Interview with Carolyn Rowley from The Barn Theatre
Could you tell us more about what’s going on at The Barn Theatre at the moment?
Barn Cakes began when Barbara O’Neil heard that St. George’s Hospital was appealing for homemade cakes for the nurses and other staff there. She asked us if she could use the theatre car park for people to drop the cakes off, and I thought we might as well throw ourselves into it wholeheartedly!
The idea is that people make cakes or something which the nurses can have for their breaks, and we’re now getting upwards of 150 cakes at a time! We wanted to make it more local, and now the bakes go to places including the Godstone Ambulance Service, the Oxted GP Surgery and The Westway Centre in Caterham.
The drop off time is Saturdays from 12:00pm to 13:00pm. On Easter Saturday, we’re also having an Easter basket competition, so you can donate things which are less perishable such as bath bombs or chocolate bars.
What first inspired you to take part in this scheme?
It was something that we could do to say thank you, more than anything else. If the theatre had been open, it would have been a lot more difficult, but because we’re closed, it seemed like a nice thing to do.
How has the response been, both from the public getting involved and those on the receiving end?
We’ve had a tremendous response online and in person! People are saying, ‘thank you for allowing us to thank the people who are helping us’. A few weeks ago, a volunteer took something up to The Westway Centre, but they were shut, so he took it into Caterham Dene Hospital, Caterham-On-The-Hill. The following Saturday a lady came too see us and said that she was there when the cakes were brought in and thought it was a lovely idea, so she decided to make a cake and bring it down herself. Subsequently it's continued to develop within the community.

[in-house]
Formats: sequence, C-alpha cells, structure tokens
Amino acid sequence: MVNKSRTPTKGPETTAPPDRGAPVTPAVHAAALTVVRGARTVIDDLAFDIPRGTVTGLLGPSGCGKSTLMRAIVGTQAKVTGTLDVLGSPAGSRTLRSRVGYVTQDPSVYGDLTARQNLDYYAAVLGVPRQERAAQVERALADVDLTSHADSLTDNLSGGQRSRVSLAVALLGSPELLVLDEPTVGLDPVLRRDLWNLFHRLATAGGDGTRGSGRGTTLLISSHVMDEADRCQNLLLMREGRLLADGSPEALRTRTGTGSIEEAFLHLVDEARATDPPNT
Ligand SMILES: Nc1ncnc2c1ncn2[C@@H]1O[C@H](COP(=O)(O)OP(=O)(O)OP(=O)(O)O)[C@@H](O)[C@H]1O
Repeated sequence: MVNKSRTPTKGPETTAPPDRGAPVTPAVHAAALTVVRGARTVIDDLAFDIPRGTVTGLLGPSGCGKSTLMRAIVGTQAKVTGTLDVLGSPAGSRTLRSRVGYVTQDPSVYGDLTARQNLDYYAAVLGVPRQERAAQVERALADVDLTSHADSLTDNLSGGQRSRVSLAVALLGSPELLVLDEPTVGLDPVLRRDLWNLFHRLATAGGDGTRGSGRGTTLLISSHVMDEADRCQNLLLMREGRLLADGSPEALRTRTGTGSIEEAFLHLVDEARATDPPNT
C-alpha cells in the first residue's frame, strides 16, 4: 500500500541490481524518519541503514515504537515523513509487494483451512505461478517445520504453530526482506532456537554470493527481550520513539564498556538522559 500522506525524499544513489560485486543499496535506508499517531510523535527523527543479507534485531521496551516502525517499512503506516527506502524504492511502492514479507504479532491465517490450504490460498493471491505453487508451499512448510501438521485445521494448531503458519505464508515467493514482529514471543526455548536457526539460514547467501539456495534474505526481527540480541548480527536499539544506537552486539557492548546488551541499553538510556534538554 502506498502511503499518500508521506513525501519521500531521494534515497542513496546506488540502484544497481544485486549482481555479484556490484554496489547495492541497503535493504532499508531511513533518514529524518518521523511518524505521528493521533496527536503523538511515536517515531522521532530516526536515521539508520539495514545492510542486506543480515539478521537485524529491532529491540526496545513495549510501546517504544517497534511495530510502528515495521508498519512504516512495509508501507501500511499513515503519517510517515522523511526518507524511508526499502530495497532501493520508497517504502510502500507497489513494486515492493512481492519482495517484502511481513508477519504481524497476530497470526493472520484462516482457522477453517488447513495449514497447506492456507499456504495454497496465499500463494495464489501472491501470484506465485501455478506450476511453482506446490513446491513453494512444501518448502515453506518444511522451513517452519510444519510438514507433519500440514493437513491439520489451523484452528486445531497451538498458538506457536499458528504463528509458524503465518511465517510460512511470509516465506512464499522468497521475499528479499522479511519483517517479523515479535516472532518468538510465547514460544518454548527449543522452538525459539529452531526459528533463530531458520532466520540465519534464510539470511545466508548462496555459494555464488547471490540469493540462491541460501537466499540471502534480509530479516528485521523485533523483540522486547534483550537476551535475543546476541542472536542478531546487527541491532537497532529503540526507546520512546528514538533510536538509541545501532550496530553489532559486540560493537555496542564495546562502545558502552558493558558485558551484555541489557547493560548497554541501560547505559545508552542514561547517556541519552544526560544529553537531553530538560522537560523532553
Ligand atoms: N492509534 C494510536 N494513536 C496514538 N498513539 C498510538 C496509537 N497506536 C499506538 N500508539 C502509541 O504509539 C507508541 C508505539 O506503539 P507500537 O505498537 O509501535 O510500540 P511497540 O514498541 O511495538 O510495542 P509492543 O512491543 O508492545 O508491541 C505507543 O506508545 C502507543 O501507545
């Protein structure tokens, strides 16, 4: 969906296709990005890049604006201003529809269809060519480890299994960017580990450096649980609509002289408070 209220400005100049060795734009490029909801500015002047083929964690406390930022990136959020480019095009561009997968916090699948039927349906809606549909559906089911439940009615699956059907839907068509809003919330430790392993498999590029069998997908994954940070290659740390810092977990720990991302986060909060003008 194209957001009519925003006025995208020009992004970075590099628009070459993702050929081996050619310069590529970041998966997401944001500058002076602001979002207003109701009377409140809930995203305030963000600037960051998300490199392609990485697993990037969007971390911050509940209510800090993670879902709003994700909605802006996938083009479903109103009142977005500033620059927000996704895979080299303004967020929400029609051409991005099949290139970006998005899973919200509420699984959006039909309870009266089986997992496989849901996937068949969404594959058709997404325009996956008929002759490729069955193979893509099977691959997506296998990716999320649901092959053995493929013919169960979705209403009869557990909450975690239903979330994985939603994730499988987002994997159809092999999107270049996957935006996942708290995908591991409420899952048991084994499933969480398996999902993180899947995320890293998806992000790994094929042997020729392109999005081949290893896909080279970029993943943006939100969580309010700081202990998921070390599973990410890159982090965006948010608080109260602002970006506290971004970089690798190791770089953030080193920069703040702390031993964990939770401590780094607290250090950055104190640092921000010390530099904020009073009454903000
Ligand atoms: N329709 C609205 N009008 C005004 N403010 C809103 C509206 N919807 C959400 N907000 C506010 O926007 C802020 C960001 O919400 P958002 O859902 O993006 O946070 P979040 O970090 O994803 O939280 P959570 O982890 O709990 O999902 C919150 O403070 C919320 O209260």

Have you enjoyed taking in the donations and seeing everybody’s contributions?
Oh yes! I’ve enjoyed seeing people bring their contributions to us, and also the fact that you know where it’s going, and the impact it will have. We’ve also been very lucky in terms of the weather as it’s mainly been bright and dry. It wouldn’t have been quite so enjoyable if we’d got rained on!
Have there been any ‘stand-out’ bakes?
Some people do go to a lot of trouble, putting cupcakes in proper cupcake boxes which look absolutely lovely. However, you can’t single them out as some people have access to, and know about, these things, whereas other people don’t. While how they look makes a difference, it’s how they taste which is important!
What is your favourite thing to bake/eat?
For this, I‘ve tried to bake things which will be easy for the nurses to eat, but when we used to do the Oxted Carnival, I used to bake big, elaborate cakes! Saying that, I’m not fussed about eating cake as I get my pleasure out of people enjoying what I’ve made.
On a more serious note, the arts industry has been hit very hard by the pandemic, but what hopes do you have for future programmes and productions at The Barn Theatre?
It’s difficult because whilst we can open at 50% capacity on 17th May, none of our hirers are able to rehearse, so we’ve been moving the shows back, and I don’t think we’ll return to normal until the autumn. We’ve got comedy nights in June, September and November which people are booking tickets for, but perhaps the clientele are younger, so they’re more confident to go out. With the vaccine, I hope that older people will gain confidence because the whole industry’s raring to go!